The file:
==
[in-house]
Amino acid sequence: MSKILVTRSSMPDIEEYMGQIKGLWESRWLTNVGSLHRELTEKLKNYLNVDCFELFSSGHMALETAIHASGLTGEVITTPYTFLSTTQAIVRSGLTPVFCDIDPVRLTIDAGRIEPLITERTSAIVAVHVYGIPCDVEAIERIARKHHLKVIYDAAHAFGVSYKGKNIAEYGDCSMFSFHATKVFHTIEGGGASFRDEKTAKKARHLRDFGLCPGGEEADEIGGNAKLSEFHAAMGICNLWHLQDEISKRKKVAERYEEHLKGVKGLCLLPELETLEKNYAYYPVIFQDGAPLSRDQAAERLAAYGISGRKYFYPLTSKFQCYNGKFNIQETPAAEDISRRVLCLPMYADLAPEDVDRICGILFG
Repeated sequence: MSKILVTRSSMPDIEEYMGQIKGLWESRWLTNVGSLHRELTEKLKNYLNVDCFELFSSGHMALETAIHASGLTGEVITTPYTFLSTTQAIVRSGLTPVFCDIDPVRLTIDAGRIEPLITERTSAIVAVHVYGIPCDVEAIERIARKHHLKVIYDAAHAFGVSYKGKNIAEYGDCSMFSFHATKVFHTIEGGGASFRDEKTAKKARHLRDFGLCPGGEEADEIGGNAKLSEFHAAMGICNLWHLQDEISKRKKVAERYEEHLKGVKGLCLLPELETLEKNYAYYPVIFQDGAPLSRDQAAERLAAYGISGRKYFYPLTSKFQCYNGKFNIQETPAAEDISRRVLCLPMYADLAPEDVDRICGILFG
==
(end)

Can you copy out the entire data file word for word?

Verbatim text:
[in-house]
Amino acid sequence: MSKILVTRSSMPDIEEYMGQIKGLWESRWLTNVGSLHRELTEKLKNYLNVDCFELFSSGHMALETAIHASGLTGEVITTPYTFLSTTQAIVRSGLTPVFCDIDPVRLTIDAGRIEPLITERTSAIVAVHVYGIPCDVEAIERIARKHHLKVIYDAAHAFGVSYKGKNIAEYGDCSMFSFHATKVFHTIEGGGASFRDEKTAKKARHLRDFGLCPGGEEADEIGGNAKLSEFHAAMGICNLWHLQDEISKRKKVAERYEEHLKGVKGLCLLPELETLEKNYAYYPVIFQDGAPLSRDQAAERLAAYGISGRKYFYPLTSKFQCYNGKFNIQETPAAEDISRRVLCLPMYADLAPEDVDRICGILFG
Repeated sequence: MSKILVTRSSMPDIEEYMGQIKGLWESRWLTNVGSLHRELTEKLKNYLNVDCFELFSSGHMALETAIHASGLTGEVITTPYTFLSTTQAIVRSGLTPVFCDIDPVRLTIDAGRIEPLITERTSAIVAVHVYGIPCDVEAIERIARKHHLKVIYDAAHAFGVSYKGKNIAEYGDCSMFSFHATKVFHTIEGGGASFRDEKTAKKARHLRDFGLCPGGEEADEIGGNAKLSEFHAAMGICNLWHLQDEISKRKKVAERYEEHLKGVKGLCLLPELETLEKNYAYYPVIFQDGAPLSRDQAAERLAAYGISGRKYFYPLTSKFQCYNGKFNIQETPAAEDISRRVLCLPMYADLAPEDVDRICGILFG